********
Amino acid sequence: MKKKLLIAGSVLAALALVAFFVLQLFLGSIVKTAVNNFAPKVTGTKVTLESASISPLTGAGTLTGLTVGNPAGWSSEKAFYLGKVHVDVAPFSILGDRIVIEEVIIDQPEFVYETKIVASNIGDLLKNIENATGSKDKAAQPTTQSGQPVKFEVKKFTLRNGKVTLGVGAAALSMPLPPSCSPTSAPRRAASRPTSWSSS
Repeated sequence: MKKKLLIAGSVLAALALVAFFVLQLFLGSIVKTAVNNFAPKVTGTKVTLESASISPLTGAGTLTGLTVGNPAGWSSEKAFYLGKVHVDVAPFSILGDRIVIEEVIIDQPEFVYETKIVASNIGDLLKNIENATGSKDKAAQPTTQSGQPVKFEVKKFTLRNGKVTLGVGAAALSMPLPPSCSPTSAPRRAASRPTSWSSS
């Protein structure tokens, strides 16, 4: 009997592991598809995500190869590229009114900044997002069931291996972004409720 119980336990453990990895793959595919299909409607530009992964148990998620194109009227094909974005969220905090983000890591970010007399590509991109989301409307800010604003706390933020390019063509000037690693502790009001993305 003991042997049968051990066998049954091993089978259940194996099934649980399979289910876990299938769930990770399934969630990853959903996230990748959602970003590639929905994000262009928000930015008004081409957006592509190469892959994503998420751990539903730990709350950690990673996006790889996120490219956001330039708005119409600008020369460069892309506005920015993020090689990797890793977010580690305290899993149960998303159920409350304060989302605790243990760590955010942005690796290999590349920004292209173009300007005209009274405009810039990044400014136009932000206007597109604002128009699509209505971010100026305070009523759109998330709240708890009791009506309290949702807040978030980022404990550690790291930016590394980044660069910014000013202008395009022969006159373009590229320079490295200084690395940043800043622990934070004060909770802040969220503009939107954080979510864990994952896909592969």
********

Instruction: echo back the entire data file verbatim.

Amino acid sequence: MKKKLLIAGSVLAALALVAFFVLQLFLGSIVKTAVNNFAPKVTGTKVTLESASISPLTGAGTLTGLTVGNPAGWSSEKAFYLGKVHVDVAPFSILGDRIVIEEVIIDQPEFVYETKIVASNIGDLLKNIENATGSKDKAAQPTTQSGQPVKFEVKKFTLRNGKVTLGVGAAALSMPLPPSCSPTSAPRRAASRPTSWSSS
Repeated sequence: MKKKLLIAGSVLAALALVAFFVLQLFLGSIVKTAVNNFAPKVTGTKVTLESASISPLTGAGTLTGLTVGNPAGWSSEKAFYLGKVHVDVAPFSILGDRIVIEEVIIDQPEFVYETKIVASNIGDLLKNIENATGSKDKAAQPTTQSGQPVKFEVKKFTLRNGKVTLGVGAAALSMPLPPSCSPTSAPRRAASRPTSWSSS
């Protein structure tokens, strides 16, 4: 009997592991598809995500190869590229009114900044997002069931291996972004409720 119980336990453990990895793959595919299909409607530009992964148990998620194109009227094909974005969220905090983000890591970010007399590509991109989301409307800010604003706390933020390019063509000037690693502790009001993305 003991042997049968051990066998049954091993089978259940194996099934649980399979289910876990299938769930990770399934969630990853959903996230990748959602970003590639929905994000262009928000930015008004081409957006592509190469892959994503998420751990539903730990709350950690990673996006790889996120490219956001330039708005119409600008020369460069892309506005920015993020090689990797890793977010580690305290899993149960998303159920409350304060989302605790243990760590955010942005690796290999590349920004292209173009300007005209009274405009810039990044400014136009932000206007597109604002128009699509209505971010100026305070009523759109998330709240708890009791009506309290949702807040978030980022404990550690790291930016590394980044660069910014000013202008395009022969006159373009590229320079490295200084690395940043800043622990934070004060909770802040969220503009939107954080979510864990994952896909592969």